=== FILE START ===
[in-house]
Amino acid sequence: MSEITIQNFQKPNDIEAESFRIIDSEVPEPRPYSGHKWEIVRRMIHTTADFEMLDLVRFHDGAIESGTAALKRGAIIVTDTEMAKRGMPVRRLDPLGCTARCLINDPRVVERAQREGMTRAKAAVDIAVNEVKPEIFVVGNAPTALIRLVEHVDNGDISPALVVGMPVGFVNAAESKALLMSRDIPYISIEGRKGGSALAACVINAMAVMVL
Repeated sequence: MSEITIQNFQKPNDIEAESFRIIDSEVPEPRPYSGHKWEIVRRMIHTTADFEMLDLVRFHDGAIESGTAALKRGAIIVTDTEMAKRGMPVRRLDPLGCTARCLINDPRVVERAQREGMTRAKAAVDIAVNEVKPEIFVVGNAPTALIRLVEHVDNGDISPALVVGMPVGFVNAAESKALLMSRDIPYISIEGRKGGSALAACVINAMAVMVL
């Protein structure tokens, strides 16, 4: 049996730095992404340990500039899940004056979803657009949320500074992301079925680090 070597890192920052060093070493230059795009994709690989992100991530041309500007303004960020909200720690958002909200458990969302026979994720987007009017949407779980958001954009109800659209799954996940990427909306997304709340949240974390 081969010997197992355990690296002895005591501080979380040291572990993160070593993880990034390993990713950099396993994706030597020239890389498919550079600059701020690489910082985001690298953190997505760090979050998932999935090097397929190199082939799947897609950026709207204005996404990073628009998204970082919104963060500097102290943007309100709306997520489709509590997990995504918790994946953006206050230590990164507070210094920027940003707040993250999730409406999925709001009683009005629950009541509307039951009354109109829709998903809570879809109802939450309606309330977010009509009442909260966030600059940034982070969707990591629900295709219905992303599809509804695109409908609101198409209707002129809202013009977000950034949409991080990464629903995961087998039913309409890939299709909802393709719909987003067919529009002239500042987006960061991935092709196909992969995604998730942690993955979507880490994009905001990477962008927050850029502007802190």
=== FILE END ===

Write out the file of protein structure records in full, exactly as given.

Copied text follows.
[in-house]
Amino acid sequence: MSEITIQNFQKPNDIEAESFRIIDSEVPEPRPYSGHKWEIVRRMIHTTADFEMLDLVRFHDGAIESGTAALKRGAIIVTDTEMAKRGMPVRRLDPLGCTARCLINDPRVVERAQREGMTRAKAAVDIAVNEVKPEIFVVGNAPTALIRLVEHVDNGDISPALVVGMPVGFVNAAESKALLMSRDIPYISIEGRKGGSALAACVINAMAVMVL
Repeated sequence: MSEITIQNFQKPNDIEAESFRIIDSEVPEPRPYSGHKWEIVRRMIHTTADFEMLDLVRFHDGAIESGTAALKRGAIIVTDTEMAKRGMPVRRLDPLGCTARCLINDPRVVERAQREGMTRAKAAVDIAVNEVKPEIFVVGNAPTALIRLVEHVDNGDISPALVVGMPVGFVNAAESKALLMSRDIPYISIEGRKGGSALAACVINAMAVMVL
């Protein structure tokens, strides 16, 4: 049996730095992404340990500039899940004056979803657009949320500074992301079925680090 070597890192920052060093070493230059795009994709690989992100991530041309500007303004960020909200720690958002909200458990969302026979994720987007009017949407779980958001954009109800659209799954996940990427909306997304709340949240974390 081969010997197992355990690296002895005591501080979380040291572990993160070593993880990034390993990713950099396993994706030597020239890389498919550079600059701020690489910082985001690298953190997505760090979050998932999935090097397929190199082939799947897609950026709207204005996404990073628009998204970082919104963060500097102290943007309100709306997520489709509590997990995504918790994946953006206050230590990164507070210094920027940003707040993250999730409406999925709001009683009005629950009541509307039951009354109109829709998903809570879809109802939450309606309330977010009509009442909260966030600059940034982070969707990591629900295709219905992303599809509804695109409908609101198409209707002129809202013009977000950034949409991080990464629903995961087998039913309409890939299709909802393709719909987003067919529009002239500042987006960061991935092709196909992969995604998730942690993955979507880490994009905001990477962008927050850029502007802190």